Friday Facts: September 20, 2019

It’s Friday!


The $75 Early Bird Rate ends TODAY! Register now for the 2019 Georgia Legislative Policy Forum.

TODAY’S the Deadline! Your $75 Early Bird Rate ends today for the 2019 Georgia Legislative Policy Forum. The agenda is online for the daylong event on Friday, November 15, at the Renaissance Atlanta Waverly. The theme: “Wisdom, Justice, Mobility.” Read about it here; register here.

September 26: “The Student-Loan Debt Dilemma” is a Higher Ed Happy Hour discussion on student loans and college debt at No Mas! Cantina in Atlanta, with keynote speaker Jenna Robinson, president of the James G. Martin Center for Academic Renewal. $10. Register here.

September 24: America’s Future Foundation and DonorTrust’s Novus Society seek to engage young professionals, entrepreneurs and philanthropists in the liberty movement. They host “Who Killed Civil Society?” a luncheon event in Atlanta featuring Howard Husock, vice president at the Manhattan Institute. $10. Information, registration here.

September 26: Health Connect South 2019 at the Georgia Aquarium brings together health leaders and innovators across disciplines for collaborative conversations focused on meeting identified health needs. Foundation members can register for 50% off regular admission using the code GPPF. Find out more and register here.

Quotes of note 

“The power which a multiple millionaire, who may be my neighbor and perhaps my employer, has over me is very much less than that which the smallest functionaire possesses who wields the coercive power of the state, and on whose discretion it depends whether and how I am to be allowed to live or to work.” – Friedrich von Hayek

“A new wave of educational specialists is increasingly influencing medical education. They emphasize ‘social justice’ that relates to health care only tangentially. … These educators focus on eliminating health disparities and ensuring that the next generation of physicians is well-equipped to deal with cultural diversity, which are worthwhile goals. But teaching these issues is coming at the expense of rigorous training in medical science. The prospect of this ‘new,’ politicized medical education should worry all Americans.” – Stanley Goldfarb, Wall Street Journal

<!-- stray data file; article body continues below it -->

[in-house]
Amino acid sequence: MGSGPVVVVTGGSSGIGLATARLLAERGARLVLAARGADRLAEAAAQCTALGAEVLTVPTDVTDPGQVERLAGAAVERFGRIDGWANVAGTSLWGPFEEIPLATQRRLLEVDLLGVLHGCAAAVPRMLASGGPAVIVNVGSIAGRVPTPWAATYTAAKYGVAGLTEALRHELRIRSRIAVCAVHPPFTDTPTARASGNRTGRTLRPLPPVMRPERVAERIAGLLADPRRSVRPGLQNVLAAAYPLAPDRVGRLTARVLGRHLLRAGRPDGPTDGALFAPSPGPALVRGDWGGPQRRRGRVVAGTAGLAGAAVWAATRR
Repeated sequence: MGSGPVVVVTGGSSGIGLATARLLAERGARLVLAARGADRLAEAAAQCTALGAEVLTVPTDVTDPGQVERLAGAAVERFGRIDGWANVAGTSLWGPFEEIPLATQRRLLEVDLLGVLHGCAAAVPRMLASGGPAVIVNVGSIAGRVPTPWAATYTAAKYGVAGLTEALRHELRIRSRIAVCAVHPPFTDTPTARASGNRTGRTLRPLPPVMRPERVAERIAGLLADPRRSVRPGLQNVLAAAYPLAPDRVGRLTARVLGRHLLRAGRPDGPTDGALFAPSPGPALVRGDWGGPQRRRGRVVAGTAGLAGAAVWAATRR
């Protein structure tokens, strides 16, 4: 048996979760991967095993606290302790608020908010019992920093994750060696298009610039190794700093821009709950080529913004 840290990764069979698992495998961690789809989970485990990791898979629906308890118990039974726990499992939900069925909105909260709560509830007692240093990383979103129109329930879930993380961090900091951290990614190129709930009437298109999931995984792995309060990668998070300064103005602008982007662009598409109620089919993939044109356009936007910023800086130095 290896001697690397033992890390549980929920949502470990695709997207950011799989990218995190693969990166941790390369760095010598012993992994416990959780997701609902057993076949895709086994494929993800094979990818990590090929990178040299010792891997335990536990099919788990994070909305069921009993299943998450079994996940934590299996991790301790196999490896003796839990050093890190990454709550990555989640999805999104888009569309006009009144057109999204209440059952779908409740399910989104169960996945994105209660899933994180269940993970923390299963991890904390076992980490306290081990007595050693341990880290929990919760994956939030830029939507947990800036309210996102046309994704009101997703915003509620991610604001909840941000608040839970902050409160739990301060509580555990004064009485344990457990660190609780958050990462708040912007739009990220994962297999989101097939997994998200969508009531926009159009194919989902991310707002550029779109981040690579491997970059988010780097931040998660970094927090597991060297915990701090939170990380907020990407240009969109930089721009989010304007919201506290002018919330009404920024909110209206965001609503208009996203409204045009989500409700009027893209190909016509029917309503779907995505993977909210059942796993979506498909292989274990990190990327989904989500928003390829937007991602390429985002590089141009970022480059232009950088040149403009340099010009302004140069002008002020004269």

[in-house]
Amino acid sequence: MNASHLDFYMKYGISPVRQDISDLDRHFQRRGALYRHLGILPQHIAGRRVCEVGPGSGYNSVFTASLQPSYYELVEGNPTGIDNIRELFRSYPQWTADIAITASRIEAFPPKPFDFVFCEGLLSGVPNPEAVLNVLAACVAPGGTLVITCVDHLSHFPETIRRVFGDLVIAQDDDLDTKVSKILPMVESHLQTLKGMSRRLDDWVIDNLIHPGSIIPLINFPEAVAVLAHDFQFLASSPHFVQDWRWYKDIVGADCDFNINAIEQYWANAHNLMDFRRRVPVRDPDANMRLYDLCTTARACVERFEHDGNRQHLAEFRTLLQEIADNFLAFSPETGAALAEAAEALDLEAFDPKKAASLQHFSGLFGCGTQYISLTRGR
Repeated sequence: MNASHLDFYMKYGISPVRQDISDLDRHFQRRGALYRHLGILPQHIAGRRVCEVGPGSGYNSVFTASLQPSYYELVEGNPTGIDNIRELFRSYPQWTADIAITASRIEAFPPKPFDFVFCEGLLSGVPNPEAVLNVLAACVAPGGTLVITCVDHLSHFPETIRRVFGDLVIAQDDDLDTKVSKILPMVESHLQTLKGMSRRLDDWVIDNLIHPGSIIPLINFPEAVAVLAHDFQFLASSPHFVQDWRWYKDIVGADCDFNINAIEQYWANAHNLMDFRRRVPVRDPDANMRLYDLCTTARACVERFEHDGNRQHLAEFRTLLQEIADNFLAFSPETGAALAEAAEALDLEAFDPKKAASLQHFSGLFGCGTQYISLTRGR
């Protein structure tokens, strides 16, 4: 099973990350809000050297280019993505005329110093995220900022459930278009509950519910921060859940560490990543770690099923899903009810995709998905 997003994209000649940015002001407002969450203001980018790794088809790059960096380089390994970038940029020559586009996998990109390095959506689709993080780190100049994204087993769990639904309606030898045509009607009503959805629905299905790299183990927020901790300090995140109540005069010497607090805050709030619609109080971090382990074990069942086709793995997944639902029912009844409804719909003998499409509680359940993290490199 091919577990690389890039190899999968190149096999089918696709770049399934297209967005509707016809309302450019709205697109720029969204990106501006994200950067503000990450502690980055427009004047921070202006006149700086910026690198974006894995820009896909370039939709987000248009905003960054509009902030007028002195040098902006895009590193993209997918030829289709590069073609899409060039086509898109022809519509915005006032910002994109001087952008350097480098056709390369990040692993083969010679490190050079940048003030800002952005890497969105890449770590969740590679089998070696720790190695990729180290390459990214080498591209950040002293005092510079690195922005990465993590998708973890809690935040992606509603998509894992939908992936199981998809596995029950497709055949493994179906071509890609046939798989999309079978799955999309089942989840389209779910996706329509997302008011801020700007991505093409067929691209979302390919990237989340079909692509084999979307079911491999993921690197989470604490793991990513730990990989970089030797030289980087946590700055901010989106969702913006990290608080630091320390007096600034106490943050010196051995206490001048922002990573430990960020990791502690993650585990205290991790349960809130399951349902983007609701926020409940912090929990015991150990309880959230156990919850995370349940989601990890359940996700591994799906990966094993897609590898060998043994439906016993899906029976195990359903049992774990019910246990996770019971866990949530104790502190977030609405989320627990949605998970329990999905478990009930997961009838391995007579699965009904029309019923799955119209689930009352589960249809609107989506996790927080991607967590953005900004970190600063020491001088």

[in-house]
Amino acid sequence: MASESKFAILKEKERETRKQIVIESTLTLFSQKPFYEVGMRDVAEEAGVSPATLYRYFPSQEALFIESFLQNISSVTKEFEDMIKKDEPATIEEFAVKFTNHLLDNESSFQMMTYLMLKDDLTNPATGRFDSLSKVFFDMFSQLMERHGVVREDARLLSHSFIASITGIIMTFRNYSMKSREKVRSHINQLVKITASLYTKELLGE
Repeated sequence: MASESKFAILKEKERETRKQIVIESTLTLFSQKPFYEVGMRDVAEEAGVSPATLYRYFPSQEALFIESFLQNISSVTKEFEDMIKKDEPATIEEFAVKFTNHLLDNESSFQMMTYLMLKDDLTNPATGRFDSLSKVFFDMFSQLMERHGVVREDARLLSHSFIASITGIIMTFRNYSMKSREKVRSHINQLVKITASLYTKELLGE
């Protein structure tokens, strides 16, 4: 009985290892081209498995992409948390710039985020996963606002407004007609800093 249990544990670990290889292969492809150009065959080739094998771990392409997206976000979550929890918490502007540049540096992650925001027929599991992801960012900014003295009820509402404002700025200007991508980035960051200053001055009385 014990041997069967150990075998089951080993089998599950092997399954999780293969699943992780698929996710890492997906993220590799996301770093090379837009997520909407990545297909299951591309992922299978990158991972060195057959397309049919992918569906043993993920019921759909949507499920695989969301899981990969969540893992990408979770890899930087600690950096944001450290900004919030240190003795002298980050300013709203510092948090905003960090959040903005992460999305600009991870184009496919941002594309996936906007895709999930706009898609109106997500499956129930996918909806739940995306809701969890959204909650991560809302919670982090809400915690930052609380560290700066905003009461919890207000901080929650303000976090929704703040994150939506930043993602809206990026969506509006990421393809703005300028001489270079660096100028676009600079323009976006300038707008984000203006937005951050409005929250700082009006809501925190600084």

Energy and environment

Shale game: U.S. shale oil production is projected to grow by 74,000 barrels per day in October to a new record of 8.843 million barrels per day, according to the Energy Information Administration. Source: Reuters

Fracking impact: A ban on hydraulic fracturing, as proposed by many Democratic presidential hopefuls, would bring U.S. oil production back to 2008 levels of 5 million barrels per day, according to Pioneer Natural Resources CEO Scott Sheffield. He warns the nation would need to import 7 million-8 million barrels per day of oil from the Middle East and would lose up to 10% in gross domestic product if the drilling sector collapses. Source: S&P Global Platts

Auto manufactured outrage: The Trump administration has announced that it will revoke the Obama-era waiver under the Clean Air Act that enabled California to set its own vehicle mileage requirements. Notwithstanding the protests from California’s governor and others, the waiver “clearly is illegal,” notes Benjamin Zycher of the American Enterprise Institute. The Environmental Policy and Conservation Act preempts states from adopting or enforcing laws and regulations “related to” fuel economy.